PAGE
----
“This collection of poetry is soul food worthy of savoring. Each poem is a feast unto itself, delivering nourishment for the heart's greatest tenacity and generosity - so needed in our individual and collective lives. It is a banquet of blessings to which I will return often. Thank you.” — Kristi Nelson, Executive Director of A Network for Grateful Living and author of Wake Up Grateful
"The Path to Kindness: Poems of Connection and Joy is the book we all need right now to help guide us during this crazy time in living our lives with more kindness, compassion and joy." — Georgia Heard, author of A Field Guide to the Heart: Poems of Love, Comfort, and Hope
"The Path to Kindness is an anthology I’ve been seeking since I learned to read. To enter its pages is to enter a refuge, a sanctuary where the religion is tenderness and every voice encountered wears its heart on its sleeve. James Crews has curated these poems with exquisite care: the delicate threads linking each to the next weave the whole into a multivoiced spell that leaves the reader both broken open and deeply healed at once. This is a return of poetry to it’s sacred place as a song of prayer to the best in us, a song of grief for the lost in us, a song to awaken the possible in us. And ultimately, The Path to Kindness is a song that carries us beyond ourselves into the ways we touch each other’s lives, nameable only in poems such as these." — Kim Rosen, author of Saved by a Poem: The Transformative Power of Words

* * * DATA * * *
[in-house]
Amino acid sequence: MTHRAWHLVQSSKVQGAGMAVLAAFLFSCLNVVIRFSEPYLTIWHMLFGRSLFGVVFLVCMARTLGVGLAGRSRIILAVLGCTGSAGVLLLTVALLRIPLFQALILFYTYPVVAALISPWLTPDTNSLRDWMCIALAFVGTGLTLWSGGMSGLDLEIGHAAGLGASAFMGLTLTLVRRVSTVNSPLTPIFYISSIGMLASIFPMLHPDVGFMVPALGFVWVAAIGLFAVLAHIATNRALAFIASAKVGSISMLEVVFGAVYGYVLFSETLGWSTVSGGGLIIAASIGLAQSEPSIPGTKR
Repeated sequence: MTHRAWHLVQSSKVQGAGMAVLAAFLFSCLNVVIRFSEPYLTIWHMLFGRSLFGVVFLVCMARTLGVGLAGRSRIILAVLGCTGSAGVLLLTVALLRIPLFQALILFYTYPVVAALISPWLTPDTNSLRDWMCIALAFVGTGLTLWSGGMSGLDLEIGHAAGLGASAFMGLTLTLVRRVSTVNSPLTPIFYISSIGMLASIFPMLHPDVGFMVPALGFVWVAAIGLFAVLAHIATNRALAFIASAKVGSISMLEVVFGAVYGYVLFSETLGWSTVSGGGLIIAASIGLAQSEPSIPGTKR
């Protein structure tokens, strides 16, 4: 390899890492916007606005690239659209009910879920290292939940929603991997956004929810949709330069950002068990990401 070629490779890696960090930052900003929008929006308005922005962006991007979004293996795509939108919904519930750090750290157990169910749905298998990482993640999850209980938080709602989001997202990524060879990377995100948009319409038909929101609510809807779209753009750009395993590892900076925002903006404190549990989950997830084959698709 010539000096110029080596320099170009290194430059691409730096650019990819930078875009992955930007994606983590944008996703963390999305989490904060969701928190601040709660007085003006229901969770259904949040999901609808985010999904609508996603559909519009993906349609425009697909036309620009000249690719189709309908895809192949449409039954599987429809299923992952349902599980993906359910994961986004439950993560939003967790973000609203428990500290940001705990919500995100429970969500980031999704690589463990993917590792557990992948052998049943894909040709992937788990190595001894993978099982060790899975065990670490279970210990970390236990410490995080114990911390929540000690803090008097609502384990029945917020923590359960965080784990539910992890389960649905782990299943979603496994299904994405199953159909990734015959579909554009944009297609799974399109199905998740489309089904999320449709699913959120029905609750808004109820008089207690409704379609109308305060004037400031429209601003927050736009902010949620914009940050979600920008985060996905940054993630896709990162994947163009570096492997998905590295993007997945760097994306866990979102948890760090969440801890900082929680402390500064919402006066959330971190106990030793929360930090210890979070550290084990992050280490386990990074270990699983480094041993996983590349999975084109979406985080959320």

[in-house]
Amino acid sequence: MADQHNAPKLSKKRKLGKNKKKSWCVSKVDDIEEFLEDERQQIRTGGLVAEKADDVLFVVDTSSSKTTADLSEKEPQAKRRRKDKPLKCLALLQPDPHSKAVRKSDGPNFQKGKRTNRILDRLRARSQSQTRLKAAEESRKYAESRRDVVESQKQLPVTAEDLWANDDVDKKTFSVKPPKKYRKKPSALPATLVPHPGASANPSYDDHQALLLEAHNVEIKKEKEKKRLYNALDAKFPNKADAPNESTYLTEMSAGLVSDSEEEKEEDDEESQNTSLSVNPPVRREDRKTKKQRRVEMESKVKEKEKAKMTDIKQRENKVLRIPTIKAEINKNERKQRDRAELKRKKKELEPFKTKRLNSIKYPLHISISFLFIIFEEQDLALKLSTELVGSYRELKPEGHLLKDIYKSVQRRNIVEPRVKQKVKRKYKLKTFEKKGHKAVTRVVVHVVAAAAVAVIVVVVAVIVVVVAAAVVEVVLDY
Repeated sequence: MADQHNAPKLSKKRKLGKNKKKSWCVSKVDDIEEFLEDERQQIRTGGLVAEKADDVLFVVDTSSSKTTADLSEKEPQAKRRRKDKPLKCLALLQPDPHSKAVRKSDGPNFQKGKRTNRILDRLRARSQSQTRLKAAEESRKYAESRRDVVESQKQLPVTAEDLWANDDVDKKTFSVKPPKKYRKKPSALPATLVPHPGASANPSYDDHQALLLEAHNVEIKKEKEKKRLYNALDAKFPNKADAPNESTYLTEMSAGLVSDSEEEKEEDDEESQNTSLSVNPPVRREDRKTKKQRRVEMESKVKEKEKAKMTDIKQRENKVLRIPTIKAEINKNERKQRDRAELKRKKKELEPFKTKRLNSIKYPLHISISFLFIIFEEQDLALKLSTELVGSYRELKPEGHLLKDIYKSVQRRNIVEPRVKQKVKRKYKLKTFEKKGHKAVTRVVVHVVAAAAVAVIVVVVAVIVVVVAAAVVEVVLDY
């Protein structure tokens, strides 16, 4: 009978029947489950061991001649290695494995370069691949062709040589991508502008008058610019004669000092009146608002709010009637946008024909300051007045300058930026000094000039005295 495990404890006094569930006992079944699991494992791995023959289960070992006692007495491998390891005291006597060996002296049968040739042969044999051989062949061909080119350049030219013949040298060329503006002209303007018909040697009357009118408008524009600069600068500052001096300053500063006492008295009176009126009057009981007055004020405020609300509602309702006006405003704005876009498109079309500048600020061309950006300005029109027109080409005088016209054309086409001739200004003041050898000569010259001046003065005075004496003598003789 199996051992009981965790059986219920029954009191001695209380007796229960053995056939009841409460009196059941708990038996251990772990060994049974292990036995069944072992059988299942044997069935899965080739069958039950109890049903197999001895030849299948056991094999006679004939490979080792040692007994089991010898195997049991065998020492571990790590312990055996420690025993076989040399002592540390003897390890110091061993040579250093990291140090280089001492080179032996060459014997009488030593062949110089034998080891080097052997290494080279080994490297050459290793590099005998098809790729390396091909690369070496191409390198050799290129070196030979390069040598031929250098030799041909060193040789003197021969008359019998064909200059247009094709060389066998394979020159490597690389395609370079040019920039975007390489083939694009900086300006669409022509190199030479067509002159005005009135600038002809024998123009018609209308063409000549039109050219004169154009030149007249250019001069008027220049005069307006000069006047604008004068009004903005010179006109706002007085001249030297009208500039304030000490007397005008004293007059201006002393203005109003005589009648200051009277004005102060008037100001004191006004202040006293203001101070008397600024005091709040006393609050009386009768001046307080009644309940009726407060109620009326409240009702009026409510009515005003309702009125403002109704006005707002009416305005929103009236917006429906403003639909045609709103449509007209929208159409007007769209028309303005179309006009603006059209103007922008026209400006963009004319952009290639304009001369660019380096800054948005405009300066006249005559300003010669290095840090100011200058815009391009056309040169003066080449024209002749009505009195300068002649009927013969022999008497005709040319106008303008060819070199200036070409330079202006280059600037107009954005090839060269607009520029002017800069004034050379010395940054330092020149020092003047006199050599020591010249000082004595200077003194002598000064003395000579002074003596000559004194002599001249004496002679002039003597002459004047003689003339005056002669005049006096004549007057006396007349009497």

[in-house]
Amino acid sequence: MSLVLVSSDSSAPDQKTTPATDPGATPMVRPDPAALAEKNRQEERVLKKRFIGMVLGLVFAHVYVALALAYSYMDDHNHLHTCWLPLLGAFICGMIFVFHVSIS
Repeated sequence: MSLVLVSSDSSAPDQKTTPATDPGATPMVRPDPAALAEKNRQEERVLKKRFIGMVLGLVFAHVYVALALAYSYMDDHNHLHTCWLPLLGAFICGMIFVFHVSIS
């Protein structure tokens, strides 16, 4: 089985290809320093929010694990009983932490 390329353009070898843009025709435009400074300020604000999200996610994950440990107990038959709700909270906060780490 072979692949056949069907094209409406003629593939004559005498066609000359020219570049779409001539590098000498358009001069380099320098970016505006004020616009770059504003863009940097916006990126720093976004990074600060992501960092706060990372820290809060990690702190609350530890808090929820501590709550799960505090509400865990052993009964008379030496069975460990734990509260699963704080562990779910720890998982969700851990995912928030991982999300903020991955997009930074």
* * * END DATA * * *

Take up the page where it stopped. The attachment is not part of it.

"Is kindness a quaint, ineffectual virtue? For poet and editor James Crews, the answer is a resounding no. As he demonstrates throughout “The Path to Kindness: Poems of Connection and Joy,” a follow-up collection to his bestselling anthology “How to Love the World,” kindness can be life-altering. It may also help people find a way forward during the most difficult days." — Christian Science Monitor
- On Sale
- Apr 12, 2022
- Page Count
- 224 pages